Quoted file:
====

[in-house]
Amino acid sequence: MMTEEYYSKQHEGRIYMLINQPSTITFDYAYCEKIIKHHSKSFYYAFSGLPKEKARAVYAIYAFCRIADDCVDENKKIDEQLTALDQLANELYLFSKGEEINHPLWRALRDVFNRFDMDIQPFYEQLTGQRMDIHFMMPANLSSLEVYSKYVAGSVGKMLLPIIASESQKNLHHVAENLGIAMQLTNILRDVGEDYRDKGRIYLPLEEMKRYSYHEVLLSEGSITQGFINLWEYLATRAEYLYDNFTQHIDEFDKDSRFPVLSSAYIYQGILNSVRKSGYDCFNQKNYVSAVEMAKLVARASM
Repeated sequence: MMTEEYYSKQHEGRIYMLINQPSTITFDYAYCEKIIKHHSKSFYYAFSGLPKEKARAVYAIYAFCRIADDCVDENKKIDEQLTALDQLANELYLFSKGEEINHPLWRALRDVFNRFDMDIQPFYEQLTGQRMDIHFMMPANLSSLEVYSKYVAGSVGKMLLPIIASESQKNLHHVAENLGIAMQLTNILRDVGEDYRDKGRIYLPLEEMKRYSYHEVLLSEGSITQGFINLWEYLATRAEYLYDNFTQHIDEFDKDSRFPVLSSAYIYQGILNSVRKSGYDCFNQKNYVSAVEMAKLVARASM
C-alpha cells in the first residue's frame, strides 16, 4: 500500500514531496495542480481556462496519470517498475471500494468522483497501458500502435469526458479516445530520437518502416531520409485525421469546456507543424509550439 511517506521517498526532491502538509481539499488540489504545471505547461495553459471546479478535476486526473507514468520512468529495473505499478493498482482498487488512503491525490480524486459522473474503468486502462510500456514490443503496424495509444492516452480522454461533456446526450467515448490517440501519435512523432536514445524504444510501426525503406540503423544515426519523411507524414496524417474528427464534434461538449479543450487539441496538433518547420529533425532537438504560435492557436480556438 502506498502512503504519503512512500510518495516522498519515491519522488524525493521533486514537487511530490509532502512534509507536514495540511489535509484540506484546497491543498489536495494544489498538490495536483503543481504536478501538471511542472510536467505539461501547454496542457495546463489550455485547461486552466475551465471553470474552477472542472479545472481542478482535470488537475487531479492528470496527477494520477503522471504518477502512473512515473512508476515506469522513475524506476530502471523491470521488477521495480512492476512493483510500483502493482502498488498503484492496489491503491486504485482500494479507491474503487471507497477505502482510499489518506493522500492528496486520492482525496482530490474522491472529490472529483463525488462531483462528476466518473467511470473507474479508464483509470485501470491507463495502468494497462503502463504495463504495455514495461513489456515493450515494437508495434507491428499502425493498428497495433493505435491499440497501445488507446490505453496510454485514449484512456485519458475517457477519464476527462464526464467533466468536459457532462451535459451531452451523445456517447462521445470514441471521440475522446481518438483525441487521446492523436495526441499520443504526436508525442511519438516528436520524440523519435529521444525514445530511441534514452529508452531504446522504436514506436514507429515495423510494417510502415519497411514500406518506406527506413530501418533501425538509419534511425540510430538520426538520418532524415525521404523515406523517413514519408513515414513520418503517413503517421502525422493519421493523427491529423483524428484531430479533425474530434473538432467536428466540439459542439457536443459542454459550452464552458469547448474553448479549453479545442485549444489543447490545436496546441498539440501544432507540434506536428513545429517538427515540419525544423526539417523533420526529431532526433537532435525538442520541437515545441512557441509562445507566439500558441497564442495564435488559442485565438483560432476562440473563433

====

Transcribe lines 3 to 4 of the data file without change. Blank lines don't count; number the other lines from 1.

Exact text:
Repeated sequence: MMTEEYYSKQHEGRIYMLINQPSTITFDYAYCEKIIKHHSKSFYYAFSGLPKEKARAVYAIYAFCRIADDCVDENKKIDEQLTALDQLANELYLFSKGEEINHPLWRALRDVFNRFDMDIQPFYEQLTGQRMDIHFMMPANLSSLEVYSKYVAGSVGKMLLPIIASESQKNLHHVAENLGIAMQLTNILRDVGEDYRDKGRIYLPLEEMKRYSYHEVLLSEGSITQGFINLWEYLATRAEYLYDNFTQHIDEFDKDSRFPVLSSAYIYQGILNSVRKSGYDCFNQKNYVSAVEMAKLVARASM
C-alpha cells in the first residue's frame, strides 16, 4: 500500500514531496495542480481556462496519470517498475471500494468522483497501458500502435469526458479516445530520437518502416531520409485525421469546456507543424509550439 511517506521517498526532491502538509481539499488540489504545471505547461495553459471546479478535476486526473507514468520512468529495473505499478493498482482498487488512503491525490480524486459522473474503468486502462510500456514490443503496424495509444492516452480522454461533456446526450467515448490517440501519435512523432536514445524504444510501426525503406540503423544515426519523411507524414496524417474528427464534434461538449479543450487539441496538433518547420529533425532537438504560435492557436480556438 502506498502512503504519503512512500510518495516522498519515491519522488524525493521533486514537487511530490509532502512534509507536514495540511489535509484540506484546497491543498489536495494544489498538490495536483503543481504536478501538471511542472510536467505539461501547454496542457495546463489550455485547461486552466475551465471553470474552477472542472479545472481542478482535470488537475487531479492528470496527477494520477503522471504518477502512473512515473512508476515506469522513475524506476530502471523491470521488477521495480512492476512493483510500483502493482502498488498503484492496489491503491486504485482500494479507491474503487471507497477505502482510499489518506493522500492528496486520492482525496482530490474522491472529490472529483463525488462531483462528476466518473467511470473507474479508464483509470485501470491507463495502468494497462503502463504495463504495455514495461513489456515493450515494437508495434507491428499502425493498428497495433493505435491499440497501445488507446490505453496510454485514449484512456485519458475517457477519464476527462464526464467533466468536459457532462451535459451531452451523445456517447462521445470514441471521440475522446481518438483525441487521446492523436495526441499520443504526436508525442511519438516528436520524440523519435529521444525514445530511441534514452529508452531504446522504436514506436514507429515495423510494417510502415519497411514500406518506406527506413530501418533501425538509419534511425540510430538520426538520418532524415525521404523515406523517413514519408513515414513520418503517413503517421502525422493519421493523427491529423483524428484531430479533425474530434473538432467536428466540439459542439457536443459542454459550452464552458469547448474553448479549453479545442485549444489543447490545436496546441498539440501544432507540434506536428513545429517538427515540419525544423526539417523533420526529431532526433537532435525538442520541437515545441512557441509562445507566439500558441497564442495564435488559442485565438483560432476562440473563433